Get to know Dr. Aaron Barnard DPT

What are you known for professionally? 

I am known most for incorporating corrective physical therapy with good old-fashioned strength and conditioning. If I had to break rehabilitation into two categories, it would be 1) establish balance. And 2) improve resiliency. To improve balance, I rely heavily on techniques and treatment algorithms from the Postural Restoration Institute. Improving positioning of the pelvis, rib cage and neck helps to reduce strain on tissues and joints and shifts the body into a state of recovery. This helps restore ideal walking and breathing patterns. Which is essential to pretty much everything else in life. Once alignment has been improved it’s time to train and improve resilience! This is the fun part and looks a lot like working out. The goal is to find what is stopping you from doing what you love and filling in the gaps with strength and resiliency.  

What makes your practice unique? 

My style of rehabilitation is pretty eclectic. I have adopted a variety of techniques, from breath work to Osteopathic cranial mobilizations. But by far the most influential thing has been studying from the Postural Restoration Institute. This is something unique to the area as only a handful of individuals in Oregon are familiar with the approach. For the last several years I have been studying from the Institute and have even been awarded a full scholarship to test for Postural Restoration Certification this December.

Describe your professional journey to this point:

I have been training for some kind of athletic event for most of my life. I’m not good at sitting still. But it wasn’t until I was living in Salvador Brazil that I first considered making a career out of movement. At the time I was a missionary, living with a former MMA fighter and personal trainer. He was very short, very strong and very charismatic. I was tall, introverted and a distance runner. We were complete opposites. But he showed me that I had more control over my life than I thought. With hard work and consistency, I could change just about anything in my life. If I wanted to be strong, I could do it. And If I wanted to be charismatic, then I could do that too.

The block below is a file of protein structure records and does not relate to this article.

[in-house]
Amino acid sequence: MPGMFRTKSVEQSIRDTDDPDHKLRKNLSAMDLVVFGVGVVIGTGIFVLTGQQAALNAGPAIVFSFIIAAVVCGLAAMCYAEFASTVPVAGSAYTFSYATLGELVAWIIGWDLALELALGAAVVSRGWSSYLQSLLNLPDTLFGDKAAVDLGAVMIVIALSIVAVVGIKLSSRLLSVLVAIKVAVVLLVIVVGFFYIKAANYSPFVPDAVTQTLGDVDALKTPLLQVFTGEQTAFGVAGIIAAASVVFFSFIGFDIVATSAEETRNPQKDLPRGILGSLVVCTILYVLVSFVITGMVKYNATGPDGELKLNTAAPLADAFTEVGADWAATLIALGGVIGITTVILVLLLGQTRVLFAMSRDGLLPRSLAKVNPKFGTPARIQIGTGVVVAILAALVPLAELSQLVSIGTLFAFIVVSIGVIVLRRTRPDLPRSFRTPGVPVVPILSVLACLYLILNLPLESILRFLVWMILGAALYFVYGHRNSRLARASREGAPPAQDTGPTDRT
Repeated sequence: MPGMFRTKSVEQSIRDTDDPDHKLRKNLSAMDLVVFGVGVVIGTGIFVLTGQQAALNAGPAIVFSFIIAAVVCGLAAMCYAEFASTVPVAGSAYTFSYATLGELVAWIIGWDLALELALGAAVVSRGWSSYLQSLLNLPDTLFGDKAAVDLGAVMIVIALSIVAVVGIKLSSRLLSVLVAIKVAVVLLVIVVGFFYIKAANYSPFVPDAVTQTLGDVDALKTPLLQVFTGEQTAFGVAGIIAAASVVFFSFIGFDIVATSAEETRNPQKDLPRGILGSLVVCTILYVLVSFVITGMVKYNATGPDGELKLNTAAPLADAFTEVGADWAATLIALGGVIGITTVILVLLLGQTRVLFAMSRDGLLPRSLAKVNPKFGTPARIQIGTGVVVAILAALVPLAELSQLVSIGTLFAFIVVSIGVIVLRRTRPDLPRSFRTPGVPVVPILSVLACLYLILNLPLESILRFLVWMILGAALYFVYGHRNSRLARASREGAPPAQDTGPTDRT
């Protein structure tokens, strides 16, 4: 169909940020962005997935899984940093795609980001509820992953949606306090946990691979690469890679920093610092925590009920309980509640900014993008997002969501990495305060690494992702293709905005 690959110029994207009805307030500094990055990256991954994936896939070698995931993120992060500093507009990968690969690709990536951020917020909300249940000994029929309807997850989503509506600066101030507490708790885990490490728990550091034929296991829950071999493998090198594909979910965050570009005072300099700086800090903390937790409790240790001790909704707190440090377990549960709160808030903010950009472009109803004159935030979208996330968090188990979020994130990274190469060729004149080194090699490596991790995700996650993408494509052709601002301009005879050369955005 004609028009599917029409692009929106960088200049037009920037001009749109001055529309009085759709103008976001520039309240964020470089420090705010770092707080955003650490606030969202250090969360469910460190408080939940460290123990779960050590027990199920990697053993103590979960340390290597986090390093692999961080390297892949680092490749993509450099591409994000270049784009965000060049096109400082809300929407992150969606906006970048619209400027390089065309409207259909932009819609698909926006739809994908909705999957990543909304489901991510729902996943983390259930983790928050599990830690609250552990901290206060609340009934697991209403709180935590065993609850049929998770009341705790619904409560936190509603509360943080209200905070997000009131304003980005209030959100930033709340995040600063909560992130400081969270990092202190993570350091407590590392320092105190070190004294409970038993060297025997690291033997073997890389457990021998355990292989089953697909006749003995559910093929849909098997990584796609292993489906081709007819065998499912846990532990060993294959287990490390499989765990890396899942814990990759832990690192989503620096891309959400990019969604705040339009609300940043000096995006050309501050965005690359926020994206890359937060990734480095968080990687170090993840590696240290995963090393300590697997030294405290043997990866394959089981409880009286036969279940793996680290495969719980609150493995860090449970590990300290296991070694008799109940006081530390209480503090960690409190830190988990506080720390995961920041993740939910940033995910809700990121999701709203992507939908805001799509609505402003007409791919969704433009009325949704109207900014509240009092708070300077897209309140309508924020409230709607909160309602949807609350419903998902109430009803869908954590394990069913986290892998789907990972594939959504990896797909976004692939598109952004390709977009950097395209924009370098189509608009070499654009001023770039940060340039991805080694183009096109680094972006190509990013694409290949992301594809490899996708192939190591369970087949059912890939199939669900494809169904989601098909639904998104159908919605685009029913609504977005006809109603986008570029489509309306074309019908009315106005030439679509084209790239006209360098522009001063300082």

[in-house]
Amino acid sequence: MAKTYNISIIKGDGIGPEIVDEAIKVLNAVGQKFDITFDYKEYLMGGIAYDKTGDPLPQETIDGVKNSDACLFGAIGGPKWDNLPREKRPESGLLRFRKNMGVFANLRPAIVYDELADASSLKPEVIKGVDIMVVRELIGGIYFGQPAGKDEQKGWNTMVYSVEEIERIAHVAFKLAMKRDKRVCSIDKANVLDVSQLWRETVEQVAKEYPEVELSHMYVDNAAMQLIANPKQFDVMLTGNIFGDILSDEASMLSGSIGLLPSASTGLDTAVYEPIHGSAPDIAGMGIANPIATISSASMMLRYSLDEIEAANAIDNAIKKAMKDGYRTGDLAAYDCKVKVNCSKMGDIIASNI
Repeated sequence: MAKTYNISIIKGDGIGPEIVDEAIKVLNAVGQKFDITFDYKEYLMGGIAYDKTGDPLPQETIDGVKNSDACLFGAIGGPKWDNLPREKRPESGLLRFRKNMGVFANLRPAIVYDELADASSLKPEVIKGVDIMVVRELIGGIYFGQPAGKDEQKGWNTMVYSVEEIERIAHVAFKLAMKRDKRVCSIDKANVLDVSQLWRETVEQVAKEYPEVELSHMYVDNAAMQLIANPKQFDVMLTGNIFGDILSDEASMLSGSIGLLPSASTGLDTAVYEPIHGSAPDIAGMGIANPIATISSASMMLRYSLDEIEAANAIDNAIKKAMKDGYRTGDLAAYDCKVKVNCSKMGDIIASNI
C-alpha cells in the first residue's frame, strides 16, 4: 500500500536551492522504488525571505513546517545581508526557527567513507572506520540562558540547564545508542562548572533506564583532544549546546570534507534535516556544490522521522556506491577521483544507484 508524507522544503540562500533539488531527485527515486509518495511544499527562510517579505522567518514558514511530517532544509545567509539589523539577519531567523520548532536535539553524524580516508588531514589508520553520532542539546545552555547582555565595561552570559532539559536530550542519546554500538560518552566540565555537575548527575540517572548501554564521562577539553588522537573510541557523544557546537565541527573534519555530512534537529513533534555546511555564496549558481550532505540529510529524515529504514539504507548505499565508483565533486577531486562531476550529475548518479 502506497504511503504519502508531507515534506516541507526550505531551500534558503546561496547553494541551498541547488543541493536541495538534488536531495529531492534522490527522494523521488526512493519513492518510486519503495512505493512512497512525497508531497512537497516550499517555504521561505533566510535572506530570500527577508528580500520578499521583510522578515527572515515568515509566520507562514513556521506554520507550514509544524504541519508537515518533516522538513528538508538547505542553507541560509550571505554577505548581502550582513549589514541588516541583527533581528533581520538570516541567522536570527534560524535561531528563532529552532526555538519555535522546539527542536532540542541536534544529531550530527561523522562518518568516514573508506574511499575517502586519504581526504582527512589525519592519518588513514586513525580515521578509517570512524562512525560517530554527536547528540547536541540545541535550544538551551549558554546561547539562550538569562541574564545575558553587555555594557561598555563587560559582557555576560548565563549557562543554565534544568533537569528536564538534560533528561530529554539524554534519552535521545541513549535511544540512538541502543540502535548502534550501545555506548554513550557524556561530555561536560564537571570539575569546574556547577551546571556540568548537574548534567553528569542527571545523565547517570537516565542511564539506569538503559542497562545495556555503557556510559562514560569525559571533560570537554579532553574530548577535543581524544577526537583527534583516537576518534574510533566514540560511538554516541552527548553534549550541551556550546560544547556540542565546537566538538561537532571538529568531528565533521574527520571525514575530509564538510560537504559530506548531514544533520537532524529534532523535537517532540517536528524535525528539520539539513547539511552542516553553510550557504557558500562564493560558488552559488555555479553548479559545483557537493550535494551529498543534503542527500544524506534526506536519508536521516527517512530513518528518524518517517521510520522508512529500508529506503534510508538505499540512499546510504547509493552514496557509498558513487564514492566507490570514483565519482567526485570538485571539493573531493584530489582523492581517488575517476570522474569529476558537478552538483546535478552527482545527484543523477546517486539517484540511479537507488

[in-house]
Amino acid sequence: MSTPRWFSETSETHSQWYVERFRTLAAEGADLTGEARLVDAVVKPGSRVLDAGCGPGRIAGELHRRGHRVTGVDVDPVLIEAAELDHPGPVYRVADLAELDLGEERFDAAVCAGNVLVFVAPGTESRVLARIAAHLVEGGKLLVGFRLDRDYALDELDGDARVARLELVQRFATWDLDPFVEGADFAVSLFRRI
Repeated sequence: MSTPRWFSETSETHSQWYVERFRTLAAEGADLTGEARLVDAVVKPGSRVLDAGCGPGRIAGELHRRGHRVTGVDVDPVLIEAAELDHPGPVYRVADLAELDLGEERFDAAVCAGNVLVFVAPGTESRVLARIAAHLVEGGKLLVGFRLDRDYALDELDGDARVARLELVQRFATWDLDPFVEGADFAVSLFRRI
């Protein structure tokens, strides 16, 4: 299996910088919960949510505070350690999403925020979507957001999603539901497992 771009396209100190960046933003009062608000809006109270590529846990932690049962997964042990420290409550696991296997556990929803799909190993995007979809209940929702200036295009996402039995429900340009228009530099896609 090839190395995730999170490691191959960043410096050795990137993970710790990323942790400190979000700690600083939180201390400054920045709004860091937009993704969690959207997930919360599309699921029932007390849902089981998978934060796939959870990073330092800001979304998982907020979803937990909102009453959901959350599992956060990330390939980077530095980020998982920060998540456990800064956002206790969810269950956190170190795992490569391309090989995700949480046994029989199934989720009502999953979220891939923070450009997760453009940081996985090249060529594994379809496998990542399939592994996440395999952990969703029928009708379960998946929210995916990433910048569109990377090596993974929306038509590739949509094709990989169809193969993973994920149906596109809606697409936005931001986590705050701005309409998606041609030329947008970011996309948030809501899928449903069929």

I don’t know if I ever became charismatic, but I sure fell in love with working out. I thought that if I could understand the human body well enough then I could change my body for the better. I got certified as a personal trainer and even became general manager of the now defunct International Fitness. But to better understand the body, I decided I needed to go back to school. So, I enrolled in a Physical Therapy program in Knoxville Tennessee. 

In my quest to understand the human body I searched high and low for the best resources. Which ultimately lead me to the Postural Restoration Institute, which I believe has the most accurate understanding of human movement. I even turned down a clinic manager job to work for Well Balanced, because 1) It was a place I could practice Postural Restoration. But 2) It was an opportunity to learn more about how the body works from the perspective of Dr. Courtney Connell and Kileen Swenson. Working at Well Balanced has put me in contact with an extraordinary group of dedicated, and like-minded practitioners like Dr. Mariel Hammond. And has helped me to achieve my goal of understanding the human body better.  

Top three things you want your patients to know: 

Three things I would like my patient to know are summed up in my 30% rule. “Do you want to feel 30% better tomorrow”? Then you had better add 3 items to your ‘to do’ list today. Step one: Hydrate. Step two: move. Step three: sleep. If you get these three things right you’re going to feel 30% better than if you hadn’t. You may be wondering “how do I sleep better, hydrate quickly and move optimally?” Great question! Schedule an appointment with me and we can break down the 30% rule, and a whole lot more!

What inspires you most in your profession?

I’m inspired most by high achievers and problem solvers. Those who come up with elegant and simple solutions to complex problems. In the rehabilitation world this looks like quickly determining the most limiting aspect of a patient’s movement and addressing it effectively. Ron Hruska, the founder of the Postural Restoration Institute, is a prime example of a problem solver, and a clinical visionary. Another great influence has been one of my local mentors Dr. Tyler Tanaka, who has taught me much of what I know about establishing body balance. And Dr. Mariel Hammond, who has taught me much about what I think about resilience. 

Written by Dr. Aaron Barnard DPT & Questions inspired by Kileen Swenson Lac MAOM